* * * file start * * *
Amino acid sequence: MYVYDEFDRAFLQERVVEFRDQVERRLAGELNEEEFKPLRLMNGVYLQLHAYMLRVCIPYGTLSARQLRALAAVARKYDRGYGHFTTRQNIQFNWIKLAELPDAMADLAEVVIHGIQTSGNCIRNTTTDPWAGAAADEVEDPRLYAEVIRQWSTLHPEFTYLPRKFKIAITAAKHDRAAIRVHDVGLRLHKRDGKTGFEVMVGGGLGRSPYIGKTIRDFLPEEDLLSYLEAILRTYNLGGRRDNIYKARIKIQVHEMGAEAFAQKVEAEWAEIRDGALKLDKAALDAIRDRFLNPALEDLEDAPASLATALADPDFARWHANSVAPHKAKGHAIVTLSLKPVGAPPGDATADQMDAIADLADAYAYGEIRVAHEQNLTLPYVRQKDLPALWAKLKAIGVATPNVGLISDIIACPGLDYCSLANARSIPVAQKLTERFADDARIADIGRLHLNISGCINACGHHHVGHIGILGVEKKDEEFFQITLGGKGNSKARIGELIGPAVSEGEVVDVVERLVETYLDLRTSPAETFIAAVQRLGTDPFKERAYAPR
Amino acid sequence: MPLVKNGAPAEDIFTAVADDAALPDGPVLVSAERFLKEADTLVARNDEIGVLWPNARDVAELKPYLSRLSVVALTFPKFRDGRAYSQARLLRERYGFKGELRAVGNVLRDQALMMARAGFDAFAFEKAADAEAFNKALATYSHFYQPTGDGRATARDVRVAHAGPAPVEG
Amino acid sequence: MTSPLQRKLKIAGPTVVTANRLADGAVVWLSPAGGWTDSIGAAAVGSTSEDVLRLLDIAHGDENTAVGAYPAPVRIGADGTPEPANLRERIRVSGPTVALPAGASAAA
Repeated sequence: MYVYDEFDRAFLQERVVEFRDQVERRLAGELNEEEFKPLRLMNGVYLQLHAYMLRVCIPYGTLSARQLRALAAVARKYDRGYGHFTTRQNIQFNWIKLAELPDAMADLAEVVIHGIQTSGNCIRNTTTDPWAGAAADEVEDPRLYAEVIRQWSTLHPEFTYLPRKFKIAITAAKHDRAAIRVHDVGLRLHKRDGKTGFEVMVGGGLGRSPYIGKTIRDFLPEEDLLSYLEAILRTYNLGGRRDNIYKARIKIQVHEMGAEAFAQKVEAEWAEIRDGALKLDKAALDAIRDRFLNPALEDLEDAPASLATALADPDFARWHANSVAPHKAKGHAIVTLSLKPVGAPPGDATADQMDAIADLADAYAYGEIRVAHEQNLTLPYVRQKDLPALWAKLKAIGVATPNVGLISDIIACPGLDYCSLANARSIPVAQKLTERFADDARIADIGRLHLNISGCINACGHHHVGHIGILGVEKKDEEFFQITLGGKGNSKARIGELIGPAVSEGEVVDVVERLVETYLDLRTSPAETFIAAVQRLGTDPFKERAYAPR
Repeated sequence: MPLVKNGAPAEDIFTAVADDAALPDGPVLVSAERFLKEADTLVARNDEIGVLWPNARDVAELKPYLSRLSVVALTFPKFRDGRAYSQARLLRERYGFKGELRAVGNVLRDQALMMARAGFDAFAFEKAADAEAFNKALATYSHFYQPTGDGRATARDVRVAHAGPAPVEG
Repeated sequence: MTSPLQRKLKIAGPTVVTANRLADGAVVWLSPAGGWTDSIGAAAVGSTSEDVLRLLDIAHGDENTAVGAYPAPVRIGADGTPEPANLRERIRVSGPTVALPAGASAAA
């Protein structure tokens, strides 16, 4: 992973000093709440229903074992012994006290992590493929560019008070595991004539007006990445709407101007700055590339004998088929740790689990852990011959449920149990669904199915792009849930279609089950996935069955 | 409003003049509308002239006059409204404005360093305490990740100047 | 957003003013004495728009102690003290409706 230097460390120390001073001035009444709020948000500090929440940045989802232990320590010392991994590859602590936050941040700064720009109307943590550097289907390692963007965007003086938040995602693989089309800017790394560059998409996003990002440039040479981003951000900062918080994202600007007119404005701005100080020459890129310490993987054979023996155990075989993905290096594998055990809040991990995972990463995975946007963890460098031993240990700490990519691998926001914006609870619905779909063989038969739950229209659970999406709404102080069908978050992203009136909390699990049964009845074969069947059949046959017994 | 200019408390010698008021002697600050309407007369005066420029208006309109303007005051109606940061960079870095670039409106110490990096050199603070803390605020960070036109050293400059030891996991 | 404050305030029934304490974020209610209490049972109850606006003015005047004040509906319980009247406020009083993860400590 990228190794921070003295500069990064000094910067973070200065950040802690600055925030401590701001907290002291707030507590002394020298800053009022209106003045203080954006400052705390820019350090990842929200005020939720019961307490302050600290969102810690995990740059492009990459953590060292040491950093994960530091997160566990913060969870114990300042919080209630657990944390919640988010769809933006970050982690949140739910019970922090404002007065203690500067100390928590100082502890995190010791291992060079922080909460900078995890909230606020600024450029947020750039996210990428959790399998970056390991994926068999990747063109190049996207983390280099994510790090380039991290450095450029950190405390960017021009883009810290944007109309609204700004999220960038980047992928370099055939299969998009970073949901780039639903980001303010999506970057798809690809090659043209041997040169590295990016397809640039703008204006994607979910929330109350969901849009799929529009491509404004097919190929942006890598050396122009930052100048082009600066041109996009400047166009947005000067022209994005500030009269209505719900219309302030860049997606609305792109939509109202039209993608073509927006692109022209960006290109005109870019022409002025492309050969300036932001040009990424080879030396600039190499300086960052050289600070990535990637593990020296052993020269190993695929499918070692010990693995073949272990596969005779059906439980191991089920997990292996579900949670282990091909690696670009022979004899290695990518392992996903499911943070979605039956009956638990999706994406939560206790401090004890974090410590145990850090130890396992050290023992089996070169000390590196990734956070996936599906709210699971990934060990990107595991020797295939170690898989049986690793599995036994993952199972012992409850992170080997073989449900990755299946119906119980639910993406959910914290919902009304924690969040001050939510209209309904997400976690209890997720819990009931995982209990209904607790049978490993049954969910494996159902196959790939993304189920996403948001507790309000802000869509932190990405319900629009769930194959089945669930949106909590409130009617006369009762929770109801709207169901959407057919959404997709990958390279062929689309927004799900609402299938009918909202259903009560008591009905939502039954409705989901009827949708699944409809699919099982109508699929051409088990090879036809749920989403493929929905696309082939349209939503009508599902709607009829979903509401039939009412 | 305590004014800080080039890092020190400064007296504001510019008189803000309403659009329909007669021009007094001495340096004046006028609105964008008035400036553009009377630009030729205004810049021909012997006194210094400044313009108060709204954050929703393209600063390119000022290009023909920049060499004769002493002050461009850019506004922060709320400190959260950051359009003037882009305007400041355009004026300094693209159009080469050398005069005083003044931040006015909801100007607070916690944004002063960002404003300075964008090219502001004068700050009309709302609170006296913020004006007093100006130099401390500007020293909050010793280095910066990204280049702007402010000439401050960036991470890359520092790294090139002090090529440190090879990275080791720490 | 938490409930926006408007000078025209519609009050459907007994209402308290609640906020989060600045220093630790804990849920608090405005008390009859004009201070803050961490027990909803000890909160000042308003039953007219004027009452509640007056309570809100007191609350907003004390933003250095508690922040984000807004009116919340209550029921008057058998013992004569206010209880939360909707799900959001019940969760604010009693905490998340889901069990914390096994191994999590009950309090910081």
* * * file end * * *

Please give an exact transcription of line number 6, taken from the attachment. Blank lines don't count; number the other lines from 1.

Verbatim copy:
Repeated sequence: MTSPLQRKLKIAGPTVVTANRLADGAVVWLSPAGGWTDSIGAAAVGSTSEDVLRLLDIAHGDENTAVGAYPAPVRIGADGTPEPANLRERIRVSGPTVALPAGASAAA